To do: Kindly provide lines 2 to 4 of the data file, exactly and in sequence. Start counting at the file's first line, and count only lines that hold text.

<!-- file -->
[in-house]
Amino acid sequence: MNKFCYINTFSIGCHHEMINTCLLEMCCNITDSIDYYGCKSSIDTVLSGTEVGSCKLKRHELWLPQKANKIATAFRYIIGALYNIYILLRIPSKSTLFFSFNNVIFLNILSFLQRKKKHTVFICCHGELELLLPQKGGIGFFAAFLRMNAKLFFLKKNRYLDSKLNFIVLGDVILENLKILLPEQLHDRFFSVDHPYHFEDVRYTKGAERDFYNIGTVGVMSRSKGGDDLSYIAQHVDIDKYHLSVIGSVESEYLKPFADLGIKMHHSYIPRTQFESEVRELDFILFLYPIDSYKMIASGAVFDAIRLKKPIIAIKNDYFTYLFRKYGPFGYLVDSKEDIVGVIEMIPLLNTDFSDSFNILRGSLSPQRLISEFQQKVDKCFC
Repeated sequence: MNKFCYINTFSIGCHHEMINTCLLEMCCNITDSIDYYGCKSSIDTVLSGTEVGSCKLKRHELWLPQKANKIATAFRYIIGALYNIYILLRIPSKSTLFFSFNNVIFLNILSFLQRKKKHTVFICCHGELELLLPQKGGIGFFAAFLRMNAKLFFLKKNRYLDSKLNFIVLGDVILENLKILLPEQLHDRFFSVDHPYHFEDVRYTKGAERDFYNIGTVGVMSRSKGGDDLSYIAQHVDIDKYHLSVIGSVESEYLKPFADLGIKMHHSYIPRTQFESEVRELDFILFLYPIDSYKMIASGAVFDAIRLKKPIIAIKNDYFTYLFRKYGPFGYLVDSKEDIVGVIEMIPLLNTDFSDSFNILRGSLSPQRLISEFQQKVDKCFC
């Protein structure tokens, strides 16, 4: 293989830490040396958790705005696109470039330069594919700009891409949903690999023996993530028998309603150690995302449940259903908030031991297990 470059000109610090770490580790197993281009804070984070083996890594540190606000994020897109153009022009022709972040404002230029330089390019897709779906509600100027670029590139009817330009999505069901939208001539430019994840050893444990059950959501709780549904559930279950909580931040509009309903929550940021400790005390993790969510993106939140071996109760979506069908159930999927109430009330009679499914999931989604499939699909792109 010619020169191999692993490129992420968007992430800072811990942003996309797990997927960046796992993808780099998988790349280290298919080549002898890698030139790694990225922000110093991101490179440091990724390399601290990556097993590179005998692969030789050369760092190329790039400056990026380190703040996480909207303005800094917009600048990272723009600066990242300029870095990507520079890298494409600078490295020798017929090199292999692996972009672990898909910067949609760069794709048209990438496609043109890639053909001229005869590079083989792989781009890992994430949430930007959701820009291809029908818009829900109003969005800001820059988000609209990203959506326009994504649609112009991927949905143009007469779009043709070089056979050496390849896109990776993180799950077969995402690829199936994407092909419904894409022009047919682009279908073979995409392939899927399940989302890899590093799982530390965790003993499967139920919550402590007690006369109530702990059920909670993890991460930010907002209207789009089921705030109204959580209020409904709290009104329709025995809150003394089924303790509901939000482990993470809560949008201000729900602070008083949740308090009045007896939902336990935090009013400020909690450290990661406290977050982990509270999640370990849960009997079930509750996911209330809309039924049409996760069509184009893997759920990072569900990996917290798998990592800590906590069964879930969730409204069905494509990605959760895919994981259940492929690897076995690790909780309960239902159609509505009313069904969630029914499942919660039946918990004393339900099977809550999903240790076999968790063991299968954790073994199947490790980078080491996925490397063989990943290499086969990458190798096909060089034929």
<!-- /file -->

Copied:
Amino acid sequence: MNKFCYINTFSIGCHHEMINTCLLEMCCNITDSIDYYGCKSSIDTVLSGTEVGSCKLKRHELWLPQKANKIATAFRYIIGALYNIYILLRIPSKSTLFFSFNNVIFLNILSFLQRKKKHTVFICCHGELELLLPQKGGIGFFAAFLRMNAKLFFLKKNRYLDSKLNFIVLGDVILENLKILLPEQLHDRFFSVDHPYHFEDVRYTKGAERDFYNIGTVGVMSRSKGGDDLSYIAQHVDIDKYHLSVIGSVESEYLKPFADLGIKMHHSYIPRTQFESEVRELDFILFLYPIDSYKMIASGAVFDAIRLKKPIIAIKNDYFTYLFRKYGPFGYLVDSKEDIVGVIEMIPLLNTDFSDSFNILRGSLSPQRLISEFQQKVDKCFC
Repeated sequence: MNKFCYINTFSIGCHHEMINTCLLEMCCNITDSIDYYGCKSSIDTVLSGTEVGSCKLKRHELWLPQKANKIATAFRYIIGALYNIYILLRIPSKSTLFFSFNNVIFLNILSFLQRKKKHTVFICCHGELELLLPQKGGIGFFAAFLRMNAKLFFLKKNRYLDSKLNFIVLGDVILENLKILLPEQLHDRFFSVDHPYHFEDVRYTKGAERDFYNIGTVGVMSRSKGGDDLSYIAQHVDIDKYHLSVIGSVESEYLKPFADLGIKMHHSYIPRTQFESEVRELDFILFLYPIDSYKMIASGAVFDAIRLKKPIIAIKNDYFTYLFRKYGPFGYLVDSKEDIVGVIEMIPLLNTDFSDSFNILRGSLSPQRLISEFQQKVDKCFC
């Protein structure tokens, strides 16, 4: 293989830490040396958790705005696109470039330069594919700009891409949903690999023996993530028998309603150690995302449940259903908030031991297990 470059000109610090770490580790197993281009804070984070083996890594540190606000994020897109153009022009022709972040404002230029330089390019897709779906509600100027670029590139009817330009999505069901939208001539430019994840050893444990059950959501709780549904559930279950909580931040509009309903929550940021400790005390993790969510993106939140071996109760979506069908159930999927109430009330009679499914999931989604499939699909792109 010619020169191999692993490129992420968007992430800072811990942003996309797990997927960046796992993808780099998988790349280290298919080549002898890698030139790694990225922000110093991101490179440091990724390399601290990556097993590179005998692969030789050369760092190329790039400056990026380190703040996480909207303005800094917009600048990272723009600066990242300029870095990507520079890298494409600078490295020798017929090199292999692996972009672990898909910067949609760069794709048209990438496609043109890639053909001229005869590079083989792989781009890992994430949430930007959701820009291809029908818009829900109003969005800001820059988000609209990203959506326009994504649609112009991927949905143009007469779009043709070089056979050496390849896109990776993180799950077969995402690829199936994407092909419904894409022009047919682009279908073979995409392939899927399940989302890899590093799982530390965790003993499967139920919550402590007690006369109530702990059920909670993890991460930010907002209207789009089921705030109204959580209020409904709290009104329709025995809150003394089924303790509901939000482990993470809560949008201000729900602070008083949740308090009045007896939902336990935090009013400020909690450290990661406290977050982990509270999640370990849960009997079930509750996911209330809309039924049409996760069509184009893997759920990072569900990996917290798998990592800590906590069964879930969730409204069905494509990605959760895919994981259940492929690897076995690790909780309960239902159609509505009313069904969630029914499942919660039946918990004393339900099977809550999903240790076999968790063991299968954790073994199947490790980078080491996925490397063989990943290499086969990458190798096909060089034929």